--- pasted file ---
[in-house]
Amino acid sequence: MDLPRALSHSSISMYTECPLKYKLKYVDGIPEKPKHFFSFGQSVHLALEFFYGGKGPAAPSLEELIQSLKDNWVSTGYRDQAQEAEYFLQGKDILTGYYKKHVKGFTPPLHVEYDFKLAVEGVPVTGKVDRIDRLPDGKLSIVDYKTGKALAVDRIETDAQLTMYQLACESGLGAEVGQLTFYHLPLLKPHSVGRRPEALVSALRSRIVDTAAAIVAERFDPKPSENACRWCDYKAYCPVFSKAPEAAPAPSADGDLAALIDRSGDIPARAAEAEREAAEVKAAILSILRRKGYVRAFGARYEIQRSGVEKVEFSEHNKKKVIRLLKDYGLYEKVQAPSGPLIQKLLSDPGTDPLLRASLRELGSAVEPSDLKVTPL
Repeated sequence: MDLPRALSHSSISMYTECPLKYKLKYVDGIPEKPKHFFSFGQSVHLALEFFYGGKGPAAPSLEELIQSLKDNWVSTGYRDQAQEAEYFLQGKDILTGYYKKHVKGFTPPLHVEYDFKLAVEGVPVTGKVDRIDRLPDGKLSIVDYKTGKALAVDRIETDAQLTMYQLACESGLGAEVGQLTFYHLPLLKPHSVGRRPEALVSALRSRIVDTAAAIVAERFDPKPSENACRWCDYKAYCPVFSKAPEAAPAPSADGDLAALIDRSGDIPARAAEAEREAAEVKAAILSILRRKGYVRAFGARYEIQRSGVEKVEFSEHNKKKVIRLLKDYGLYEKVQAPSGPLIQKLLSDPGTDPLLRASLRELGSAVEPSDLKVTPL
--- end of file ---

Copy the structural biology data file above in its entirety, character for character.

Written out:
[in-house]
Amino acid sequence: MDLPRALSHSSISMYTECPLKYKLKYVDGIPEKPKHFFSFGQSVHLALEFFYGGKGPAAPSLEELIQSLKDNWVSTGYRDQAQEAEYFLQGKDILTGYYKKHVKGFTPPLHVEYDFKLAVEGVPVTGKVDRIDRLPDGKLSIVDYKTGKALAVDRIETDAQLTMYQLACESGLGAEVGQLTFYHLPLLKPHSVGRRPEALVSALRSRIVDTAAAIVAERFDPKPSENACRWCDYKAYCPVFSKAPEAAPAPSADGDLAALIDRSGDIPARAAEAEREAAEVKAAILSILRRKGYVRAFGARYEIQRSGVEKVEFSEHNKKKVIRLLKDYGLYEKVQAPSGPLIQKLLSDPGTDPLLRASLRELGSAVEPSDLKVTPL
Repeated sequence: MDLPRALSHSSISMYTECPLKYKLKYVDGIPEKPKHFFSFGQSVHLALEFFYGGKGPAAPSLEELIQSLKDNWVSTGYRDQAQEAEYFLQGKDILTGYYKKHVKGFTPPLHVEYDFKLAVEGVPVTGKVDRIDRLPDGKLSIVDYKTGKALAVDRIETDAQLTMYQLACESGLGAEVGQLTFYHLPLLKPHSVGRRPEALVSALRSRIVDTAAAIVAERFDPKPSENACRWCDYKAYCPVFSKAPEAAPAPSADGDLAALIDRSGDIPARAAEAEREAAEVKAAILSILRRKGYVRAFGARYEIQRSGVEKVEFSEHNKKKVIRLLKDYGLYEKVQAPSGPLIQKLLSDPGTDPLLRASLRELGSAVEPSDLKVTPL